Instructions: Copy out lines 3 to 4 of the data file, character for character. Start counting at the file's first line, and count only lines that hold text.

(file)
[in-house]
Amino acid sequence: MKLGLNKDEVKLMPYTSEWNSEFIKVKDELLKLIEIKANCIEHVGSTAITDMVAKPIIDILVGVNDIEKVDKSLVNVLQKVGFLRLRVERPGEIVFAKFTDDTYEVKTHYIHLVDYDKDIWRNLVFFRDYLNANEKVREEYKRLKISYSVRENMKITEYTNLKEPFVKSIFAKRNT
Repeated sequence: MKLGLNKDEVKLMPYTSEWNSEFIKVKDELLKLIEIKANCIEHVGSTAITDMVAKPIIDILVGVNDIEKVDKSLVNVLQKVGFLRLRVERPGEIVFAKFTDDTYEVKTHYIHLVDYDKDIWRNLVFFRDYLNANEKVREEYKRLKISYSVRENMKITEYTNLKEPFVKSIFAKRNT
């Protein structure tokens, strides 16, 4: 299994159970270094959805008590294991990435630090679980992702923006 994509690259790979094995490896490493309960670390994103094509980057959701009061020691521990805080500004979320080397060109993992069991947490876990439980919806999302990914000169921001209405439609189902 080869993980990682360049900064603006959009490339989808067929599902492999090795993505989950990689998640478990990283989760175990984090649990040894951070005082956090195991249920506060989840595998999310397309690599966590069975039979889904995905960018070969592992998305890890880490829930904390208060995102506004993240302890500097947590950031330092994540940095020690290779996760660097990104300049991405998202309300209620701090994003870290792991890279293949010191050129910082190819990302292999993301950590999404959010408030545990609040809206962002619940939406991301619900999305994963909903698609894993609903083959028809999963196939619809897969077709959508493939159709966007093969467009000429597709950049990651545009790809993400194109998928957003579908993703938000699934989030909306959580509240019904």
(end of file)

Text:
Repeated sequence: MKLGLNKDEVKLMPYTSEWNSEFIKVKDELLKLIEIKANCIEHVGSTAITDMVAKPIIDILVGVNDIEKVDKSLVNVLQKVGFLRLRVERPGEIVFAKFTDDTYEVKTHYIHLVDYDKDIWRNLVFFRDYLNANEKVREEYKRLKISYSVRENMKITEYTNLKEPFVKSIFAKRNT
């Protein structure tokens, strides 16, 4: 299994159970270094959805008590294991990435630090679980992702923006 994509690259790979094995490896490493309960670390994103094509980057959701009061020691521990805080500004979320080397060109993992069991947490876990439980919806999302990914000169921001209405439609189902 080869993980990682360049900064603006959009490339989808067929599902492999090795993505989950990689998640478990990283989760175990984090649990040894951070005082956090195991249920506060989840595998999310397309690599966590069975039979889904995905960018070969592992998305890890880490829930904390208060995102506004993240302890500097947590950031330092994540940095020690290779996760660097990104300049991405998202309300209620701090994003870290792991890279293949010191050129910082190819990302292999993301950590999404959010408030545990609040809206962002619940939406991301619900999305994963909903698609894993609903083959028809999963196939619809897969077709959508493939159709966007093969467009000429597709950049990651545009790809993400194109998928957003579908993703938000699934989030909306959580509240019904």